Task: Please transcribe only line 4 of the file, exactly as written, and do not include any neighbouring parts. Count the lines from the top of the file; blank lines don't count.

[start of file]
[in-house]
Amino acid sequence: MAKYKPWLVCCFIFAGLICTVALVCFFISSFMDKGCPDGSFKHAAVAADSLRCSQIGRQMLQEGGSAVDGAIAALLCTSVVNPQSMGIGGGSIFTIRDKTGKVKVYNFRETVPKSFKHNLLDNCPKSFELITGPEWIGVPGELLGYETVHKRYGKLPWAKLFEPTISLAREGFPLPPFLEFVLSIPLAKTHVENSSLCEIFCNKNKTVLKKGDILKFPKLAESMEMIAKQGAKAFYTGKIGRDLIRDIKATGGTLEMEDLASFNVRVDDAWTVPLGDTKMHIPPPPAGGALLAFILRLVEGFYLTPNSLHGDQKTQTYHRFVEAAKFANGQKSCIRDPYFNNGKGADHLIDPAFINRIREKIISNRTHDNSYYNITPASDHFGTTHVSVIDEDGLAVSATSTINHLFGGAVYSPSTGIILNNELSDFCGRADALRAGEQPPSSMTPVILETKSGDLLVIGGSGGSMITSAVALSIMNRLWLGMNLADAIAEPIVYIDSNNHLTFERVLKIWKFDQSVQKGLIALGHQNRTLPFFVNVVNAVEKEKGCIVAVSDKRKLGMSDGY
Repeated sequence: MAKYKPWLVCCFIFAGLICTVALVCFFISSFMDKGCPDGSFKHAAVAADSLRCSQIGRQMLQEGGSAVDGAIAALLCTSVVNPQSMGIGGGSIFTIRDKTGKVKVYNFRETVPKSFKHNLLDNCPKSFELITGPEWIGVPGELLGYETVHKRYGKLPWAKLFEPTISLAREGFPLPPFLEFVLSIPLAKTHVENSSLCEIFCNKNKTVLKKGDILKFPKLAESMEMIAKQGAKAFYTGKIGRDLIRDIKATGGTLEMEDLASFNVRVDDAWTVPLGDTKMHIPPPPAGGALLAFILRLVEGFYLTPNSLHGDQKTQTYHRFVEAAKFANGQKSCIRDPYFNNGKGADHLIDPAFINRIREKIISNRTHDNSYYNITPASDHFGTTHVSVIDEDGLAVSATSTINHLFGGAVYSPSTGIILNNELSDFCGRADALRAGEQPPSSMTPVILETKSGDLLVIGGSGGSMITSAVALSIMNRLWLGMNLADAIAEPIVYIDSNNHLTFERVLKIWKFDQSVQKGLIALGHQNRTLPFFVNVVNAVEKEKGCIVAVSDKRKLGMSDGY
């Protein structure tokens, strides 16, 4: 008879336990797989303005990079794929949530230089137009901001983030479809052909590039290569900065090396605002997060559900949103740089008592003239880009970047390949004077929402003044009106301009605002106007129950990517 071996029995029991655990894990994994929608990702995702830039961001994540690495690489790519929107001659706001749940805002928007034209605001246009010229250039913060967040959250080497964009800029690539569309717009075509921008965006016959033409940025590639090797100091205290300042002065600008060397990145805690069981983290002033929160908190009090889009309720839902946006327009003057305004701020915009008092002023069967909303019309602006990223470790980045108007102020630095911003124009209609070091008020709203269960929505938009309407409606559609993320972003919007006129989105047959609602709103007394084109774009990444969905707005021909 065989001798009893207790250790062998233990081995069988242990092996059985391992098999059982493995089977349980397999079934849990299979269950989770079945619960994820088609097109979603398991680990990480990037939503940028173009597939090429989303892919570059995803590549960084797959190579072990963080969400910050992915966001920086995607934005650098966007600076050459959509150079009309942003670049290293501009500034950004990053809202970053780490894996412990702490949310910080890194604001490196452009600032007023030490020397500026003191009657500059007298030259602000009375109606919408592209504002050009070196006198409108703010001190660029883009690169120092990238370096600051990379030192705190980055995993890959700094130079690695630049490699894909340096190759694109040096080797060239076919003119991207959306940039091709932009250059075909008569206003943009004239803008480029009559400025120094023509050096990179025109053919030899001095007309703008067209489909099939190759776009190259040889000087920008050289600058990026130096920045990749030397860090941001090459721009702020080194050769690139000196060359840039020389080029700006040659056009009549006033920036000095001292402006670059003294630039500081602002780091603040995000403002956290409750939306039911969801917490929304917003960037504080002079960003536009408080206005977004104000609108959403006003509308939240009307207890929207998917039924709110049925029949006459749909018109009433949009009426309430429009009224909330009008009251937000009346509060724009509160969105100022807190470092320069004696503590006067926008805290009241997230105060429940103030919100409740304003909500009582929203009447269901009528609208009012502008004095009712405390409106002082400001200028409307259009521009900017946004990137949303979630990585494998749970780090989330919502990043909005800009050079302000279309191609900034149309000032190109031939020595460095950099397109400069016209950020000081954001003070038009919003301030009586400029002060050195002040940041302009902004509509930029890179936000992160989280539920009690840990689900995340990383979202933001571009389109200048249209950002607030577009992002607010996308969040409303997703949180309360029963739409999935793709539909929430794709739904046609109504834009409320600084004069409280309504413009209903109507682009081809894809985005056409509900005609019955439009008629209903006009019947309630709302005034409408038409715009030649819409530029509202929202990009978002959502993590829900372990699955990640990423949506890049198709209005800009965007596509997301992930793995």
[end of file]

């Protein structure tokens, strides 16, 4: 008879336990797989303005990079794929949530230089137009901001983030479809052909590039290569900065090396605002997060559900949103740089008592003239880009970047390949004077929402003044009106301009605002106007129950990517 071996029995029991655990894990994994929608990702995702830039961001994540690495690489790519929107001659706001749940805002928007034209605001246009010229250039913060967040959250080497964009800029690539569309717009075509921008965006016959033409940025590639090797100091205290300042002065600008060397990145805690069981983290002033929160908190009090889009309720839902946006327009003057305004701020915009008092002023069967909303019309602006990223470790980045108007102020630095911003124009209609070091008020709203269960929505938009309407409606559609993320972003919007006129989105047959609602709103007394084109774009990444969905707005021909 065989001798009893207790250790062998233990081995069988242990092996059985391992098999059982493995089977349980397999079934849990299979269950989770079945619960994820088609097109979603398991680990990480990037939503940028173009597939090429989303892919570059995803590549960084797959190579072990963080969400910050992915966001920086995607934005650098966007600076050459959509150079009309942003670049290293501009500034950004990053809202970053780490894996412990702490949310910080890194604001490196452009600032007023030490020397500026003191009657500059007298030259602000009375109606919408592209504002050009070196006198409108703010001190660029883009690169120092990238370096600051990379030192705190980055995993890959700094130079690695630049490699894909340096190759694109040096080797060239076919003119991207959306940039091709932009250059075909008569206003943009004239803008480029009559400025120094023509050096990179025109053919030899001095007309703008067209489909099939190759776009190259040889000087920008050289600058990026130096920045990749030397860090941001090459721009702020080194050769690139000196060359840039020389080029700006040659056009009549006033920036000095001292402006670059003294630039500081602002780091603040995000403002956290409750939306039911969801917490929304917003960037504080002079960003536009408080206005977004104000609108959403006003509308939240009307207890929207998917039924709110049925029949006459749909018109009433949009009426309430429009009224909330009008009251937000009346509060724009509160969105100022807190470092320069004696503590006067926008805290009241997230105060429940103030919100409740304003909500009582929203009447269901009528609208009012502008004095009712405390409106002082400001200028409307259009521009900017946004990137949303979630990585494998749970780090989330919502990043909005800009050079302000279309191609900034149309000032190109031939020595460095950099397109400069016209950020000081954001003070038009919003301030009586400029002060050195002040940041302009902004509509930029890179936000992160989280539920009690840990689900995340990383979202933001571009389109200048249209950002607030577009992002607010996308969040409303997703949180309360029963739409999935793709539909929430794709739904046609109504834009409320600084004069409280309504413009209903109507682009081809894809985005056409509900005609019955439009008629209903006009019947309630709302005034409408038409715009030649819409530029509202929202990009978002959502993590829900372990699955990640990423949506890049198709209005800009965007596509997301992930793995």